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Helping prevent suicide in Idaho, one life at a time

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Lee Flinn

September is Suicide Prevention Awareness Month, and as the director of Idaho Suicide Prevention Hotline, I’m literally a phone call away from business leaders who are working to improve their employee’s mental health by connecting those in need with resources. Even before the pandemic, the Hotline was a source for confidential and free crisis intervention and suicide prevention support for Idahoans. The Hotline has partnered with a number of businesses, both large and small, helping them to learn how to spot early warning signs of suicide, and how to safely talk about mental health concerns in the workplace.

During this time when many employees are dealing with the stress of remote work, schools going online and daycares closing or disrupted, I’m often asked if suicide is on the rise in Idaho. This isn’t an easy question to answer. As of 2017, Idaho had the fifth-highest suicide rate in the nation. While there are some cities in Idaho that have seen clusters of suicides this year, overall, it is too early to tell whether suicide rates are rising and if they are, if those changed rates are because of COVID-19 or its economic fallout. The Hotline has seen modest increases in calls over last year and our records indicate that stress, depression, anger and anxiety are showing up more in many people’s lives, but those calling the hotline are not necessarily showing increased suicidal thoughts or actions.

Businesses can help employees manage the stress of our current national crisis by educating themselves and their teams on best practices. The Hotline offers 90-minute (via Zoom), four-hour, and even two-day trainings, depending on a business’s needs. It’s always best if more than just an HR team is present; C-suite buy-in is essential when embarking on culture change on this or any other wellness topic. During trainings, we help employees learn how to ask the question directly: “Are you feeling suicidal?” and then offering suggested approaches if those employees answer yes.

There is a natural tendency to dance around tough questions related to people’s thoughts of suicide. Many may feel like it is impolite to ask directly. Through guided practice, we can help people become more comfortable asking those questions directly. When we hear from people who have attempted, they often share that they don’t want to answer a question like “How are you doing right now?” with the truth because they worried the person would be frightened by their response. Asking directly signals that you are ready and willing to hear the answer, and remain in connection with the person who is struggling.

Who is most at risk for suicide in Idaho often comes as a surprise. We all know someone who completed suicide who seemed so put together, so happy. Yet, the stereotype of a young, struggling person addicted to drugs or alcohol remains strong in our culture. In fact, most Idahoans who die by suicide are middle-aged, 45-55 year olds, and skew male and rural. In the past year, we’ve had callers to the hotline as young as 10 years old and as elderly as 85.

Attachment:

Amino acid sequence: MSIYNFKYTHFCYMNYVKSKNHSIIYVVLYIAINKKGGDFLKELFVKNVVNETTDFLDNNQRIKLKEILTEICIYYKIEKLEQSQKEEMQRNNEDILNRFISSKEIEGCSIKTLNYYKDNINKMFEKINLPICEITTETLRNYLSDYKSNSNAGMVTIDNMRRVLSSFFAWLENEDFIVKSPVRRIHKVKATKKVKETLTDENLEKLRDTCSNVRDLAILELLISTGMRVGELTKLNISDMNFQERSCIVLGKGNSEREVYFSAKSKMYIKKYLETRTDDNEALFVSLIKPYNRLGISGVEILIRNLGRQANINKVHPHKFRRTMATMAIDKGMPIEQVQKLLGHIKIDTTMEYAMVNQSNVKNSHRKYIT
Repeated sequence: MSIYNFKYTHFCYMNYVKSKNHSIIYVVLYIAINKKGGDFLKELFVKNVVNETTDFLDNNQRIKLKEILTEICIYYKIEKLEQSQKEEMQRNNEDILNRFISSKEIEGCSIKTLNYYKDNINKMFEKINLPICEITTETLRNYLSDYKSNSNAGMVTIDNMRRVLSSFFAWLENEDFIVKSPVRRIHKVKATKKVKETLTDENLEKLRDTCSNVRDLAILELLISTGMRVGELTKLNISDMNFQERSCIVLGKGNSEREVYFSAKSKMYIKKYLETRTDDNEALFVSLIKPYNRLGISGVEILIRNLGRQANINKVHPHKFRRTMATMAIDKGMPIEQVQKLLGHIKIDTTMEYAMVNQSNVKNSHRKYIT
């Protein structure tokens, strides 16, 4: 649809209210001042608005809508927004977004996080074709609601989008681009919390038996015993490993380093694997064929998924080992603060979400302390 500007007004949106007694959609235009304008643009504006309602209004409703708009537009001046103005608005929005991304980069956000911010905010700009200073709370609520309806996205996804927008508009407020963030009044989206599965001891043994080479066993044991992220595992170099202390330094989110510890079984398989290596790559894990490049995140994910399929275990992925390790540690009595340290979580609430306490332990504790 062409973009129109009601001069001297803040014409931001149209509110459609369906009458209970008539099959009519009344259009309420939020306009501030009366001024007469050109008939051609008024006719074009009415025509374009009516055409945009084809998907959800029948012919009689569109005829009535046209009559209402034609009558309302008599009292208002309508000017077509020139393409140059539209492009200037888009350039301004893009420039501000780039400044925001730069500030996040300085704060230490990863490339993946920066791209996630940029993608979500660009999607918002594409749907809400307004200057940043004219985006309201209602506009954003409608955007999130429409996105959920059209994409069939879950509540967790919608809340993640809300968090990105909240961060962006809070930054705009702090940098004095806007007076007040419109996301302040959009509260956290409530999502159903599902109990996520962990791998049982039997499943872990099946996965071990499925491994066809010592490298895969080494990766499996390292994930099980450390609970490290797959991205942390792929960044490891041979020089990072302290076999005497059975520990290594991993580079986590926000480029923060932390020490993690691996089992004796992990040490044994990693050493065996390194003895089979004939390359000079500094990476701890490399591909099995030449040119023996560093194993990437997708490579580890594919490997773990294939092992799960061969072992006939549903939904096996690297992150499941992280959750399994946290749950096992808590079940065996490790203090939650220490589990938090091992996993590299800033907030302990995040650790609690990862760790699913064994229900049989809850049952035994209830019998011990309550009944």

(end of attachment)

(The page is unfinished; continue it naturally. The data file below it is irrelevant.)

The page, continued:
In a state like Idaho, suicide and mental health in general still carries a stigma, even for people who feel like they are not biased in that way. It’s an emotional topic, but the reality is you’re more likely to know someone who has completed suicide than someone who has died in an automobile accident. Here are five ways business leaders can help support their employees and help reduce suicide.

  1. Talk about it.  If you notice someone struggling, ask them directly if they are thinking of suicide.
  2. Learn the risk factors and warning signs that precede a death by suicide. Train your employees to also learn what to watch for.
  3. Plan for crisis communications. What will your business do if an employee struggles with mental illness, attempts suicide or dies by suicide? Are you prepared? Do you have a plan for internally communicating the news and ensuring your teams feel supported? If the death involves an external-facing employee, how will you speak publicly about your employee’s situation or handle media inquiries in a way that supports the individual and their family, as well as your company’s brand?
  4. Post the Hotline’s number in your break room, or include it in employee wellness communications: (208) 398-4357.
    You never know whose life it may save, and you don’t need to be suicidal to call. Texting is also an option. The Hotline can provide wallet cards for workplace distribution.
  5. Donate time or money.  The Hotline is a nonprofit organization staffed almost entirely by volunteers, and we depend on the goodwill and investment of the community to be able to save the lives of Idahoans who are struggling. Our volunteer positions require a year-long commitment and involve weekly four-hour shifts. It’s a big time commitment, but people tell us it’s an incredibly meaningful one, too.

Lee Flinn, MBA, is the director of Idaho Suicide Prevention Hotline, a program of Jannus Inc. Learn more at https://www.idahosuicideprevention.org/.



If you or someone you know is considering suicide:

Idaho Suicide Prevention Hotline: Text or call 1-208-398-HELP (4357)

National Suicide Prevention Lifeline: 1-800-273-8255 or https://suicidepreventionlifeline.org/

Options For Deaf + Hard of Hearing: 1-800-799-4889

En español: 1-888-628-9454

Veterans Crisis Line & Military Crisis Line: 1-800-273-8255, Press 1

Crisis Text Line: 741-741

Workplace Suicide Prevention: https://workplacesuicideprevention.com/

In emergency situations, call 911.

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